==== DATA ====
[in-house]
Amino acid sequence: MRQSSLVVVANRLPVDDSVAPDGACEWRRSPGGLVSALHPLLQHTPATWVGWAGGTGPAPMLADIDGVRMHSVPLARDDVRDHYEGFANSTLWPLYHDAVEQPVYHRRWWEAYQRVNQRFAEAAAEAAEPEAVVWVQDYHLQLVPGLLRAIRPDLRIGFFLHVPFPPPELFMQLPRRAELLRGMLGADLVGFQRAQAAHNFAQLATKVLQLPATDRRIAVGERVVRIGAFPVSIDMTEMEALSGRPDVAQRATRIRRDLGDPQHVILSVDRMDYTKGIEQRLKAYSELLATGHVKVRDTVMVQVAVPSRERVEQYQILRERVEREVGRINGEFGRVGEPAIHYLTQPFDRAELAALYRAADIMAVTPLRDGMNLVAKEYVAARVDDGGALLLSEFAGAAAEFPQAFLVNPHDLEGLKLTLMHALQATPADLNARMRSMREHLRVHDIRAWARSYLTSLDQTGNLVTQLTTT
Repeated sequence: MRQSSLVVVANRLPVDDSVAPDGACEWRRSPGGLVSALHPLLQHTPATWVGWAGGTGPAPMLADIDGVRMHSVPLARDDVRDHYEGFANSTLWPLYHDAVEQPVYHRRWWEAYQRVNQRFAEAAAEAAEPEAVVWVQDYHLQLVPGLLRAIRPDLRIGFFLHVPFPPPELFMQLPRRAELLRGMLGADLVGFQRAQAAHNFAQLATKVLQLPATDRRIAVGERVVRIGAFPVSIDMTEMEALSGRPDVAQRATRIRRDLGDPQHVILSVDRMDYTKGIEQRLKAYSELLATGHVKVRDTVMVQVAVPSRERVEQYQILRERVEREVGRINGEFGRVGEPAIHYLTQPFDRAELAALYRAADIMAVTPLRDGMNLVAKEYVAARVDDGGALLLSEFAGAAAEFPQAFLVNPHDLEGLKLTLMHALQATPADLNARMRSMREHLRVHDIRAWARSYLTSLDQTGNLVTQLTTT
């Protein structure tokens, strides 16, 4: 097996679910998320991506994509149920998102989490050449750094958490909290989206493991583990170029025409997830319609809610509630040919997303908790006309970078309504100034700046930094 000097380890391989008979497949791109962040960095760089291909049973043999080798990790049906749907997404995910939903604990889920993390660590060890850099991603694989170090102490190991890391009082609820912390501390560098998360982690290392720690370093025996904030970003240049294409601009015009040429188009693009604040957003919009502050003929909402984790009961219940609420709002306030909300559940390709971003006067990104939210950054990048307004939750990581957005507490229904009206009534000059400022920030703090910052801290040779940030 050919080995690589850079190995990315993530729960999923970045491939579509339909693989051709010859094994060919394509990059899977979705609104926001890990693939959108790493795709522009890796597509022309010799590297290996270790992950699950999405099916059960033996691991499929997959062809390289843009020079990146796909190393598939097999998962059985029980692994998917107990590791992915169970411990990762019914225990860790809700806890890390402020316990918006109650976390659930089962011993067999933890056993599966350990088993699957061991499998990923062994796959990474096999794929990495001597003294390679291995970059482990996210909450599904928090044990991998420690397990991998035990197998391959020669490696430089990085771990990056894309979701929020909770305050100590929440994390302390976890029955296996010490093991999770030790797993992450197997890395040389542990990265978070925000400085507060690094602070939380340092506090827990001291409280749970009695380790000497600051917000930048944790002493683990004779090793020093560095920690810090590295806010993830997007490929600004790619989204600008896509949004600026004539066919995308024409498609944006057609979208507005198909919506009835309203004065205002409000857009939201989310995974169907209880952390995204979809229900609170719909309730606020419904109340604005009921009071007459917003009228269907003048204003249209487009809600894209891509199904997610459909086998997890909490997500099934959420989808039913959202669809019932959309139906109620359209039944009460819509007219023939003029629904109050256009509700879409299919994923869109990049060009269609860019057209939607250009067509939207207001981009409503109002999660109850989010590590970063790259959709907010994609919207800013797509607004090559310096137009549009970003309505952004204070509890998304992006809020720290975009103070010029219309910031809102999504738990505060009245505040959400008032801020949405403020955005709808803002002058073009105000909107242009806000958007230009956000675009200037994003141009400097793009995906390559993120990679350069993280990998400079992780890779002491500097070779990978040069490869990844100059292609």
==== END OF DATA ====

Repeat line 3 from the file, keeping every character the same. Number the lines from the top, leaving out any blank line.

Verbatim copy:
Repeated sequence: MRQSSLVVVANRLPVDDSVAPDGACEWRRSPGGLVSALHPLLQHTPATWVGWAGGTGPAPMLADIDGVRMHSVPLARDDVRDHYEGFANSTLWPLYHDAVEQPVYHRRWWEAYQRVNQRFAEAAAEAAEPEAVVWVQDYHLQLVPGLLRAIRPDLRIGFFLHVPFPPPELFMQLPRRAELLRGMLGADLVGFQRAQAAHNFAQLATKVLQLPATDRRIAVGERVVRIGAFPVSIDMTEMEALSGRPDVAQRATRIRRDLGDPQHVILSVDRMDYTKGIEQRLKAYSELLATGHVKVRDTVMVQVAVPSRERVEQYQILRERVEREVGRINGEFGRVGEPAIHYLTQPFDRAELAALYRAADIMAVTPLRDGMNLVAKEYVAARVDDGGALLLSEFAGAAAEFPQAFLVNPHDLEGLKLTLMHALQATPADLNARMRSMREHLRVHDIRAWARSYLTSLDQTGNLVTQLTTT